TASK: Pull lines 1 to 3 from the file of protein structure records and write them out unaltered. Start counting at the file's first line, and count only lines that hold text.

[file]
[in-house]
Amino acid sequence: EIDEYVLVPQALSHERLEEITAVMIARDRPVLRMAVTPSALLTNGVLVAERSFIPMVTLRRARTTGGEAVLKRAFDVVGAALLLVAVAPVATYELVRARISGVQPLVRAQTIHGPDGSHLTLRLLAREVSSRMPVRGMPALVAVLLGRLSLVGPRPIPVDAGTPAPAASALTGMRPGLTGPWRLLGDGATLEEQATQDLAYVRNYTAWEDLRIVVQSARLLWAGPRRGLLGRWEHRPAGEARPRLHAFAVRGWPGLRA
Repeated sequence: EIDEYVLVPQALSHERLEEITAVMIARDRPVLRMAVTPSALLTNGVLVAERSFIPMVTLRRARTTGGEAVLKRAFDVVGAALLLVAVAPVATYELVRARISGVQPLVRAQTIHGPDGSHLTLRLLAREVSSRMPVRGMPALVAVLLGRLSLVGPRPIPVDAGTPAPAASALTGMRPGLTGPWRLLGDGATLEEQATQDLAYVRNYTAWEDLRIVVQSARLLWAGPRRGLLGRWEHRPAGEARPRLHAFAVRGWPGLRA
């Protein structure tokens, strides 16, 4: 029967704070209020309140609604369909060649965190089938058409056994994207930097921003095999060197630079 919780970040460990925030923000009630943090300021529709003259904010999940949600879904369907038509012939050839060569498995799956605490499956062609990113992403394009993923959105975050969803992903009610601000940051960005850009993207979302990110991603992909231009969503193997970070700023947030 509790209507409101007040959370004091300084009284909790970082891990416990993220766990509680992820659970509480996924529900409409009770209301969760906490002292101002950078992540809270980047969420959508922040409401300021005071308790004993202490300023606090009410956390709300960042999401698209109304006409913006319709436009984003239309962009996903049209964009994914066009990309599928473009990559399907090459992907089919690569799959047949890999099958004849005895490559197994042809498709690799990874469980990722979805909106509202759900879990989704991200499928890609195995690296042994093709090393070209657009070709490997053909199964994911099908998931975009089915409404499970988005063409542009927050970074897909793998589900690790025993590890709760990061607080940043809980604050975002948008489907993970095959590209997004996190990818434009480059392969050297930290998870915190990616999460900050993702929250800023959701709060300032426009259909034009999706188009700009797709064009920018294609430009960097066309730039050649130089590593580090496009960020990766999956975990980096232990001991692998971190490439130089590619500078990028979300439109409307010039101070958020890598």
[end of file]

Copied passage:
[in-house]
Amino acid sequence: EIDEYVLVPQALSHERLEEITAVMIARDRPVLRMAVTPSALLTNGVLVAERSFIPMVTLRRARTTGGEAVLKRAFDVVGAALLLVAVAPVATYELVRARISGVQPLVRAQTIHGPDGSHLTLRLLAREVSSRMPVRGMPALVAVLLGRLSLVGPRPIPVDAGTPAPAASALTGMRPGLTGPWRLLGDGATLEEQATQDLAYVRNYTAWEDLRIVVQSARLLWAGPRRGLLGRWEHRPAGEARPRLHAFAVRGWPGLRA
Repeated sequence: EIDEYVLVPQALSHERLEEITAVMIARDRPVLRMAVTPSALLTNGVLVAERSFIPMVTLRRARTTGGEAVLKRAFDVVGAALLLVAVAPVATYELVRARISGVQPLVRAQTIHGPDGSHLTLRLLAREVSSRMPVRGMPALVAVLLGRLSLVGPRPIPVDAGTPAPAASALTGMRPGLTGPWRLLGDGATLEEQATQDLAYVRNYTAWEDLRIVVQSARLLWAGPRRGLLGRWEHRPAGEARPRLHAFAVRGWPGLRA